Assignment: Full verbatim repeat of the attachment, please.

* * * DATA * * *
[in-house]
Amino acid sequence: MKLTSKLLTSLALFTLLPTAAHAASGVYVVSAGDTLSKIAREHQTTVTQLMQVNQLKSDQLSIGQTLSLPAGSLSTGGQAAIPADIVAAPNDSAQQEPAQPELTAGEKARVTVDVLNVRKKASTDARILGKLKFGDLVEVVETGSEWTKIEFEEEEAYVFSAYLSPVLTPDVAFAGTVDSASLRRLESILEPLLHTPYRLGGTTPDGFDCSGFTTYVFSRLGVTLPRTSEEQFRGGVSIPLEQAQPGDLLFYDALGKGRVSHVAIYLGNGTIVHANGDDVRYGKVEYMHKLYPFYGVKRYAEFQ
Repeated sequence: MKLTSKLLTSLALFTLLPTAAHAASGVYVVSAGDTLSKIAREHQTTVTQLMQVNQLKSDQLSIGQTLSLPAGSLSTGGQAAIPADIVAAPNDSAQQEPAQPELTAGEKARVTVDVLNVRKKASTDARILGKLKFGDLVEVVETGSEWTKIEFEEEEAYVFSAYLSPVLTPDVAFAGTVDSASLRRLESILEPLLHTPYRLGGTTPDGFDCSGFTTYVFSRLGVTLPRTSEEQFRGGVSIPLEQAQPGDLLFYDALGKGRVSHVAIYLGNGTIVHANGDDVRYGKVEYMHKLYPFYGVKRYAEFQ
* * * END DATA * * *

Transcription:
[in-house]
Amino acid sequence: MKLTSKLLTSLALFTLLPTAAHAASGVYVVSAGDTLSKIAREHQTTVTQLMQVNQLKSDQLSIGQTLSLPAGSLSTGGQAAIPADIVAAPNDSAQQEPAQPELTAGEKARVTVDVLNVRKKASTDARILGKLKFGDLVEVVETGSEWTKIEFEEEEAYVFSAYLSPVLTPDVAFAGTVDSASLRRLESILEPLLHTPYRLGGTTPDGFDCSGFTTYVFSRLGVTLPRTSEEQFRGGVSIPLEQAQPGDLLFYDALGKGRVSHVAIYLGNGTIVHANGDDVRYGKVEYMHKLYPFYGVKRYAEFQ
Repeated sequence: MKLTSKLLTSLALFTLLPTAAHAASGVYVVSAGDTLSKIAREHQTTVTQLMQVNQLKSDQLSIGQTLSLPAGSLSTGGQAAIPADIVAAPNDSAQQEPAQPELTAGEKARVTVDVLNVRKKASTDARILGKLKFGDLVEVVETGSEWTKIEFEEEEAYVFSAYLSPVLTPDVAFAGTVDSASLRRLESILEPLLHTPYRLGGTTPDGFDCSGFTTYVFSRLGVTLPRTSEEQFRGGVSIPLEQAQPGDLLFYDALGKGRVSHVAIYLGNGTIVHANGDDVRYGKVEYMHKLYPFYGVKRYAEFQ